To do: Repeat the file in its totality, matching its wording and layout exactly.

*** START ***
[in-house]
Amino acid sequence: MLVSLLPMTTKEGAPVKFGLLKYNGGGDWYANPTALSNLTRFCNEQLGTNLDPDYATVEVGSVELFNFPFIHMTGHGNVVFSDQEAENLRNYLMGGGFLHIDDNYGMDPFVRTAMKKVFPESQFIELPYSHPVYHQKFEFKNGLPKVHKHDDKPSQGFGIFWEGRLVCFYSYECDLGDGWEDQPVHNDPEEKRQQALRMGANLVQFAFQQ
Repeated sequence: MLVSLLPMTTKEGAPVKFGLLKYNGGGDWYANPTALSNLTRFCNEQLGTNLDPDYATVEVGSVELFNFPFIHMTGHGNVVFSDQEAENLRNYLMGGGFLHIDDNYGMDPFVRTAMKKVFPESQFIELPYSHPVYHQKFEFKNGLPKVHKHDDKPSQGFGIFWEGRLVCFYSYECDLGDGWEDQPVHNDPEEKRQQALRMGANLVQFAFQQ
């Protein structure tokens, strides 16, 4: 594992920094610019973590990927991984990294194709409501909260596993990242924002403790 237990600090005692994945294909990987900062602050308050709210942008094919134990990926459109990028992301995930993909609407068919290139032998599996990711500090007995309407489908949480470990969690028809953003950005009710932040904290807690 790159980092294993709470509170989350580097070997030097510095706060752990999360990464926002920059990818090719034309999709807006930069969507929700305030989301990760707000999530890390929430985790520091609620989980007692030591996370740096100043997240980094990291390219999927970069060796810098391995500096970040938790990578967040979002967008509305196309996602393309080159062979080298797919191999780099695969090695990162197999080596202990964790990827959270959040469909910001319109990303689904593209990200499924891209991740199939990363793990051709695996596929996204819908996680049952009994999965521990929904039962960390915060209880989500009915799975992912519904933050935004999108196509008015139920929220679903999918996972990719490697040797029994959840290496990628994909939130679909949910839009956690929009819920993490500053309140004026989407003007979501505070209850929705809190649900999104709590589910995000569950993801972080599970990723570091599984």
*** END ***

[in-house]
Amino acid sequence: MLVSLLPMTTKEGAPVKFGLLKYNGGGDWYANPTALSNLTRFCNEQLGTNLDPDYATVEVGSVELFNFPFIHMTGHGNVVFSDQEAENLRNYLMGGGFLHIDDNYGMDPFVRTAMKKVFPESQFIELPYSHPVYHQKFEFKNGLPKVHKHDDKPSQGFGIFWEGRLVCFYSYECDLGDGWEDQPVHNDPEEKRQQALRMGANLVQFAFQQ
Repeated sequence: MLVSLLPMTTKEGAPVKFGLLKYNGGGDWYANPTALSNLTRFCNEQLGTNLDPDYATVEVGSVELFNFPFIHMTGHGNVVFSDQEAENLRNYLMGGGFLHIDDNYGMDPFVRTAMKKVFPESQFIELPYSHPVYHQKFEFKNGLPKVHKHDDKPSQGFGIFWEGRLVCFYSYECDLGDGWEDQPVHNDPEEKRQQALRMGANLVQFAFQQ
């Protein structure tokens, strides 16, 4: 594992920094610019973590990927991984990294194709409501909260596993990242924002403790 237990600090005692994945294909990987900062602050308050709210942008094919134990990926459109990028992301995930993909609407068919290139032998599996990711500090007995309407489908949480470990969690028809953003950005009710932040904290807690 790159980092294993709470509170989350580097070997030097510095706060752990999360990464926002920059990818090719034309999709807006930069969507929700305030989301990760707000999530890390929430985790520091609620989980007692030591996370740096100043997240980094990291390219999927970069060796810098391995500096970040938790990578967040979002967008509305196309996602393309080159062979080298797919191999780099695969090695990162197999080596202990964790990827959270959040469909910001319109990303689904593209990200499924891209991740199939990363793990051709695996596929996204819908996680049952009994999965521990929904039962960390915060209880989500009915799975992912519904933050935004999108196509008015139920929220679903999918996972990719490697040797029994959840290496990628994909939130679909949910839009956690929009819920993490500053309140004026989407003007979501505070209850929705809190649900999104709590589910995000569950993801972080599970990723570091599984």